Yes, they have this scam database tool. You put in your zip code and you can see all the scams happening in your area. We will put this in our show notes, because this one is a really great resource that I think everyone should just be aware of.

Tish:

Ellen. It was funny because when we were sharing this information with each other, I thought I've never done that. I went to my area and you could look up and it would tell you what the scams were. Whether it was somebody coming to someone's house, selling rehab services, more rooms, over the phone, it just heightened again, heightening that awareness. We need to be talking about what scams are happening and we need to be talking about this with our friends and our neighbors, and by doing this we'll keep each other safe. Here is the hard thing too. If you've ever fallen victim to a scam and I know, you might be so embarrassed to tell anyone but by telling others you're going to prevent your friends and your neighbors from falling victim too. We're all smart ladies, but these scammers are getting so amazingly good they're bloody good at this. By making other people aware it's going to stop. It's really going to help.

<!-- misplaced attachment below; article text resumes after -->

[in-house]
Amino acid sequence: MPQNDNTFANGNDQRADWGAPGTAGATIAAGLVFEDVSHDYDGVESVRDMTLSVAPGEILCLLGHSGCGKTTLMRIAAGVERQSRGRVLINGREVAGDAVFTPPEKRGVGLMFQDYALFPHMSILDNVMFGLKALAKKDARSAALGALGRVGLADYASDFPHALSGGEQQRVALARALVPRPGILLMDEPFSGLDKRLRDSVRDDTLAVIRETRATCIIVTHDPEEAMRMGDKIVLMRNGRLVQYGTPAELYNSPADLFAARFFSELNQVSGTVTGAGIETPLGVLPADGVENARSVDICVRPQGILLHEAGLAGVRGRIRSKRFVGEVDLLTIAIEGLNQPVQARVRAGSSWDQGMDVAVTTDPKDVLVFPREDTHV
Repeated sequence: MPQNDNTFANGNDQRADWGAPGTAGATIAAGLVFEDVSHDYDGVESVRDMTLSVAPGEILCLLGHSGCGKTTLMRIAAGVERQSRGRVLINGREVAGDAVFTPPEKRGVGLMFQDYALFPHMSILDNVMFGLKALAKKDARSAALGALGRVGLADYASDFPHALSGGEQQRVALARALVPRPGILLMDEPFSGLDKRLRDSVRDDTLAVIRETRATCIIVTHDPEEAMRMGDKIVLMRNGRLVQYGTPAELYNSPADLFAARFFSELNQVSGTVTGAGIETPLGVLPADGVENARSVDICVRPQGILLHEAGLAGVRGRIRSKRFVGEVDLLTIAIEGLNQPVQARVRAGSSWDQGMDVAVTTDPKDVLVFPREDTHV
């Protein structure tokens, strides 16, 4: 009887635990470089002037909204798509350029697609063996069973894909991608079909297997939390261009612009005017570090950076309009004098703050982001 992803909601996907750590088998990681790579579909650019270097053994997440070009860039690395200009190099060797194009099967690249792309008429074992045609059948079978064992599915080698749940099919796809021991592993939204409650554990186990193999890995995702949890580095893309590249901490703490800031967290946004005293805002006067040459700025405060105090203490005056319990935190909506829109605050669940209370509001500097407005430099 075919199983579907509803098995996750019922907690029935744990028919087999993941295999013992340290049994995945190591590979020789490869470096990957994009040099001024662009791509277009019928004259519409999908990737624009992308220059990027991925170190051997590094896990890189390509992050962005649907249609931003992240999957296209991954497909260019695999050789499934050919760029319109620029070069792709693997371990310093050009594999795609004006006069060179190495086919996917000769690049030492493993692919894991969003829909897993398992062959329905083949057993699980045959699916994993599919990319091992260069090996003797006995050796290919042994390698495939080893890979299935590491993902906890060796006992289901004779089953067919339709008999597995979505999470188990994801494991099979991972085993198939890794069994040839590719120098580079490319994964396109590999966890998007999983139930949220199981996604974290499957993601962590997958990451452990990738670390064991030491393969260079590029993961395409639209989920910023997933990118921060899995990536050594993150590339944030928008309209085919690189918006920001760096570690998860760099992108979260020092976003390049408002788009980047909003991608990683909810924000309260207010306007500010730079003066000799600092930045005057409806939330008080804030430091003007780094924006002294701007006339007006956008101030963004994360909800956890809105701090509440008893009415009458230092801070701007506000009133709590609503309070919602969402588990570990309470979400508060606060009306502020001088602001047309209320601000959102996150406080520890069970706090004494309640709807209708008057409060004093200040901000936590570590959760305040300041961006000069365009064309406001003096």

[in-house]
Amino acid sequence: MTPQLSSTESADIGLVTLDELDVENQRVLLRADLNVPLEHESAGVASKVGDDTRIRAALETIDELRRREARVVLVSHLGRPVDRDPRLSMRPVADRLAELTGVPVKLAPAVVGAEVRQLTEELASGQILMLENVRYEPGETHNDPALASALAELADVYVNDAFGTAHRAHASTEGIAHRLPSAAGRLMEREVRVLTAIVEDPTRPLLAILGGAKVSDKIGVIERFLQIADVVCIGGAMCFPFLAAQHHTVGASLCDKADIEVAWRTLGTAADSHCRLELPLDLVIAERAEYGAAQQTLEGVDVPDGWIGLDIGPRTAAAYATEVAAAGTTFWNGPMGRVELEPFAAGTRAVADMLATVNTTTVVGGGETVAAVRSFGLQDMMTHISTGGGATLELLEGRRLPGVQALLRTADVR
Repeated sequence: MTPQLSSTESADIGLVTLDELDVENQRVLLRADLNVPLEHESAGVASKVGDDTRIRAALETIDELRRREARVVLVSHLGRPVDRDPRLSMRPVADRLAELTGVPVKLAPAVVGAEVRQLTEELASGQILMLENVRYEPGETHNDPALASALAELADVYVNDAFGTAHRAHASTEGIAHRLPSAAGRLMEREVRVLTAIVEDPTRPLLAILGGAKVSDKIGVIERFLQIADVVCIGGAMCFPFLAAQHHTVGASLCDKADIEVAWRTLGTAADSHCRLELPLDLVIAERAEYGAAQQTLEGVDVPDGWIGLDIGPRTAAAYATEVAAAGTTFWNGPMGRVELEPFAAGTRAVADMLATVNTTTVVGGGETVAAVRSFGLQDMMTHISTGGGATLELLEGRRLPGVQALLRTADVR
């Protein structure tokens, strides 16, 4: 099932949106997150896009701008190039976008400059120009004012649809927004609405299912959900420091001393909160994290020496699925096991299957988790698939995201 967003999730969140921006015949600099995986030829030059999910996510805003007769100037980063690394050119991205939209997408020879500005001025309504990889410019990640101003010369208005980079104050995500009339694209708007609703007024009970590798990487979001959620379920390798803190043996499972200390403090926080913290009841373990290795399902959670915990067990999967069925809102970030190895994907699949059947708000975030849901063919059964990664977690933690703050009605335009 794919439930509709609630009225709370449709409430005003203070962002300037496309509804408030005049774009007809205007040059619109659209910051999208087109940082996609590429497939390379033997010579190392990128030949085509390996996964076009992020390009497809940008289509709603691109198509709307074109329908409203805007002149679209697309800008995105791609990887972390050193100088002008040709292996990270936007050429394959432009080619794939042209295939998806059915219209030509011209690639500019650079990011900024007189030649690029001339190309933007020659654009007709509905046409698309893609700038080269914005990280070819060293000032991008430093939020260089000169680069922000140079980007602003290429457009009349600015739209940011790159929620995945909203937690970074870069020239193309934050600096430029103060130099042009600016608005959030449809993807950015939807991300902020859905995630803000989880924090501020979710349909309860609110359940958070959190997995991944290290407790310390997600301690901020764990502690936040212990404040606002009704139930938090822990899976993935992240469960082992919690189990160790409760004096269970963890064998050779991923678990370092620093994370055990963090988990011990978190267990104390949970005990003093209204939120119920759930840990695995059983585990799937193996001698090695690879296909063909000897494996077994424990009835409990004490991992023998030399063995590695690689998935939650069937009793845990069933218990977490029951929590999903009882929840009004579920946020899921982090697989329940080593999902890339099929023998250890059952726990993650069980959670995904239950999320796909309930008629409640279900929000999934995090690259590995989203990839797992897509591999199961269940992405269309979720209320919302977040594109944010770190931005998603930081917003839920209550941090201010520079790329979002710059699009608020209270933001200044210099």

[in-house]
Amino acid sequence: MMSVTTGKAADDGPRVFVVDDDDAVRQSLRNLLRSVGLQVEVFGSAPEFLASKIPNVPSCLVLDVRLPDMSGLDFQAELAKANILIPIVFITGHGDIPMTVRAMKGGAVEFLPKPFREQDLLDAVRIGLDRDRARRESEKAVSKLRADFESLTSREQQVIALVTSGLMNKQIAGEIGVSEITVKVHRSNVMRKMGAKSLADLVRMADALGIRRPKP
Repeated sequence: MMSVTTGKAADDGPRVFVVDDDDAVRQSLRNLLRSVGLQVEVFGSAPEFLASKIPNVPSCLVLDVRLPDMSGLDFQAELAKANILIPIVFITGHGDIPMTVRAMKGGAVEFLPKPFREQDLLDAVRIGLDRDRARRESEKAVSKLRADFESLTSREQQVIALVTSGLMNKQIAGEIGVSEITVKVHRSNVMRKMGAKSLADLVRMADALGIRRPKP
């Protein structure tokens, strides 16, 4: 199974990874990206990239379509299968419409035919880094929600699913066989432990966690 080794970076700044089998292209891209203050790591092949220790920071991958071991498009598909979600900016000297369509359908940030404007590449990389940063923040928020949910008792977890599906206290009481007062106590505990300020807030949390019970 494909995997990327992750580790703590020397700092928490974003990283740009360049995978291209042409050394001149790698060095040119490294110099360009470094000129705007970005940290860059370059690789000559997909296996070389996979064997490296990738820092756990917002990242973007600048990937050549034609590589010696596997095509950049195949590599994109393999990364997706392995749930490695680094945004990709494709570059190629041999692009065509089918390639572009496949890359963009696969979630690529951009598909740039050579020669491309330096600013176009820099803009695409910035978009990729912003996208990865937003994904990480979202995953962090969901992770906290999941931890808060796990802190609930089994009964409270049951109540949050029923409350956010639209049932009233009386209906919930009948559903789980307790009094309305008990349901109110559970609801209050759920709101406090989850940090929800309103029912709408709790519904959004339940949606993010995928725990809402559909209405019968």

Ellen:

Yeah, I completely agree, tish. I'm happy today to share the different scams that have come across my lap, because it's pretty amazing out there. I think if we asked this question at a dinner party or a holiday party, almost everybody would have a story, right? It's good to share.

Tish:

Absolutely. That's why I think we need to start sparking these conversations with our friends groups. Ellen, I know that both you and I have had close encounters when selling a big ticket item on Facebook Marketplace. I love Facebook Marketplace, but we need to be cautious when selling items there or buying items. Explain your experience that happened to you.